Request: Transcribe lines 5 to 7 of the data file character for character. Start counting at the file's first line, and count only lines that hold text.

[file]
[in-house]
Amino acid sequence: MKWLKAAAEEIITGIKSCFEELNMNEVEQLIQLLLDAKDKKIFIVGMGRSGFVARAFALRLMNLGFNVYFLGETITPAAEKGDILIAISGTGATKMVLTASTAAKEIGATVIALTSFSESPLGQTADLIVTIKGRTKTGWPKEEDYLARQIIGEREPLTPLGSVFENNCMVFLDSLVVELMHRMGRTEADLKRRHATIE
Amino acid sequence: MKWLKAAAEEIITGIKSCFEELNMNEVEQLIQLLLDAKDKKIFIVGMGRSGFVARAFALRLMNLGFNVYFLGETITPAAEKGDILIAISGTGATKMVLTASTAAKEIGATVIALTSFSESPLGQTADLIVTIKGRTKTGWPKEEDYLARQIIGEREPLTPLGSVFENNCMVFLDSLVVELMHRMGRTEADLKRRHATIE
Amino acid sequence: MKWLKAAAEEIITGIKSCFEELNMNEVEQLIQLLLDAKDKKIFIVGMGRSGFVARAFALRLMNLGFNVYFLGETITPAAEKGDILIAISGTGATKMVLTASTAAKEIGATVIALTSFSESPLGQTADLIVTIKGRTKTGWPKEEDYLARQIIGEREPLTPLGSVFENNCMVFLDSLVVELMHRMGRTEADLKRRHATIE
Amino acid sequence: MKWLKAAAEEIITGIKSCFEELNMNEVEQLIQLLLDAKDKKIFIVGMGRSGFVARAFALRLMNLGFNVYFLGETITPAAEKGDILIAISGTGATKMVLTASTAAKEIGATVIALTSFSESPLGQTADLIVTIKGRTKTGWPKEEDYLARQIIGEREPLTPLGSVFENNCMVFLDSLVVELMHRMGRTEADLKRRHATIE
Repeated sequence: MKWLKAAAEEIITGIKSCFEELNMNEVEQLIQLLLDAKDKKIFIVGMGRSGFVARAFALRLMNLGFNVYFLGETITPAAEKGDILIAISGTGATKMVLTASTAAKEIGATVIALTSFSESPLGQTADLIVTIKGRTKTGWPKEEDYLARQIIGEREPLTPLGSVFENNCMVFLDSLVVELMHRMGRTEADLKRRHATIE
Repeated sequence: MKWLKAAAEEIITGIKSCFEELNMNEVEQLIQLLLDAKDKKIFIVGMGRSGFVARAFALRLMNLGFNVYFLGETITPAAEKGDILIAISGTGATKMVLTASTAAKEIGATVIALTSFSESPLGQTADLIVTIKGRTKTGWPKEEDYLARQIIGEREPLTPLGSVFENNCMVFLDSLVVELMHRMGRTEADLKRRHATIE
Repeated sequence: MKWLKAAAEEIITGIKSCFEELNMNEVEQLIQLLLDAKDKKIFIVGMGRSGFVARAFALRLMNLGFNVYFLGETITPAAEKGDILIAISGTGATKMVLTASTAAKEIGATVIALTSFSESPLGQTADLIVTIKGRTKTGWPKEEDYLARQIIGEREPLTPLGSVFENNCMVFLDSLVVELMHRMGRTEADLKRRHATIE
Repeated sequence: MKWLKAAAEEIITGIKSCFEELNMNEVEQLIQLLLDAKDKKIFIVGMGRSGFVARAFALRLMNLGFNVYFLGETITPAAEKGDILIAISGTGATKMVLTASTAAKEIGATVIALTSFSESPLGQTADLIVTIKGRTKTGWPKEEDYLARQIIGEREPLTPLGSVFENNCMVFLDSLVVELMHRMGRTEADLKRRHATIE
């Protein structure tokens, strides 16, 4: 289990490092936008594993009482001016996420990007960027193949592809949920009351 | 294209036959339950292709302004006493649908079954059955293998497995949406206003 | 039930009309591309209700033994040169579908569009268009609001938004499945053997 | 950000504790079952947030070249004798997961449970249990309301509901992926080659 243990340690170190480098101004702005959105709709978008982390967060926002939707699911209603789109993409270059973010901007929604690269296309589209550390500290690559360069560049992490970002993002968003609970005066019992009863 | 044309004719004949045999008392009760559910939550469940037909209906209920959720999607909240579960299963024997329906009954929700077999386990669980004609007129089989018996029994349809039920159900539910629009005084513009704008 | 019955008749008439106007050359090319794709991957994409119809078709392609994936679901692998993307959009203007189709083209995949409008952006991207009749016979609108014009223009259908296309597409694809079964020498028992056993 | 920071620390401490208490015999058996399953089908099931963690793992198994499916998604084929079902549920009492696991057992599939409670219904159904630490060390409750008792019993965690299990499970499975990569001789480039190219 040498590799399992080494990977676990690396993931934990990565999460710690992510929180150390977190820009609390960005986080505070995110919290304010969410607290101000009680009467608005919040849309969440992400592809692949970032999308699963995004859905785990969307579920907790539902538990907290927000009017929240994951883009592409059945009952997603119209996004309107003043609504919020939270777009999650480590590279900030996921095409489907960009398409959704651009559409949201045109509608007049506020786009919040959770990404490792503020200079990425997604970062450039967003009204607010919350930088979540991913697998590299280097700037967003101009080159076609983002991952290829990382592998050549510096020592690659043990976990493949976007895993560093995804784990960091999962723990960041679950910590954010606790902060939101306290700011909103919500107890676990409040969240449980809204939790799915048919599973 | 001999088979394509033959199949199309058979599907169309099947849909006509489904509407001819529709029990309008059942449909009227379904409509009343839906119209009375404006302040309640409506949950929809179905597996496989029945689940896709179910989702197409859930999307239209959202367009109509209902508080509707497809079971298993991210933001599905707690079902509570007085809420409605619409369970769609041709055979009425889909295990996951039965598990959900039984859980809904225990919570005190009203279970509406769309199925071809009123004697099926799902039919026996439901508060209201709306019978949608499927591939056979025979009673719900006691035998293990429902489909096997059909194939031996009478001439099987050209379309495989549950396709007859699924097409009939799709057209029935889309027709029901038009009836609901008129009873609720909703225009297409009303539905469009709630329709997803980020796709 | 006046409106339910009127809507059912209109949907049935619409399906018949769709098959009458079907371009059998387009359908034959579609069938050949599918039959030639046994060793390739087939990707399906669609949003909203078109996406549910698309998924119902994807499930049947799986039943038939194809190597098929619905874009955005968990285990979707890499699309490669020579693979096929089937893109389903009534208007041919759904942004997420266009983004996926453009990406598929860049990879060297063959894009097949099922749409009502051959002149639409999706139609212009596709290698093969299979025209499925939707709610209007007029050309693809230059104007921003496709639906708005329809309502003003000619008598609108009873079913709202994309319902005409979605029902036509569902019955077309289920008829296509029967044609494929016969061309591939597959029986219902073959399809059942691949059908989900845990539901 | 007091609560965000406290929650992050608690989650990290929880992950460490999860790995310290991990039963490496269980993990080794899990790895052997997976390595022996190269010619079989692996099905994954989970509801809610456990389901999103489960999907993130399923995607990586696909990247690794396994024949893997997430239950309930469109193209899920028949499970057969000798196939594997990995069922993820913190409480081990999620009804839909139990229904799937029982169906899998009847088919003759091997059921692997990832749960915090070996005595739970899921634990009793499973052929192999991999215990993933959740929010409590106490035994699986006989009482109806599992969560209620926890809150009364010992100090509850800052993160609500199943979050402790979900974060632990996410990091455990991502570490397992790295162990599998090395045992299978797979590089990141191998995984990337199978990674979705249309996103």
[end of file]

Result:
Amino acid sequence: MKWLKAAAEEIITGIKSCFEELNMNEVEQLIQLLLDAKDKKIFIVGMGRSGFVARAFALRLMNLGFNVYFLGETITPAAEKGDILIAISGTGATKMVLTASTAAKEIGATVIALTSFSESPLGQTADLIVTIKGRTKTGWPKEEDYLARQIIGEREPLTPLGSVFENNCMVFLDSLVVELMHRMGRTEADLKRRHATIE
Repeated sequence: MKWLKAAAEEIITGIKSCFEELNMNEVEQLIQLLLDAKDKKIFIVGMGRSGFVARAFALRLMNLGFNVYFLGETITPAAEKGDILIAISGTGATKMVLTASTAAKEIGATVIALTSFSESPLGQTADLIVTIKGRTKTGWPKEEDYLARQIIGEREPLTPLGSVFENNCMVFLDSLVVELMHRMGRTEADLKRRHATIE
Repeated sequence: MKWLKAAAEEIITGIKSCFEELNMNEVEQLIQLLLDAKDKKIFIVGMGRSGFVARAFALRLMNLGFNVYFLGETITPAAEKGDILIAISGTGATKMVLTASTAAKEIGATVIALTSFSESPLGQTADLIVTIKGRTKTGWPKEEDYLARQIIGEREPLTPLGSVFENNCMVFLDSLVVELMHRMGRTEADLKRRHATIE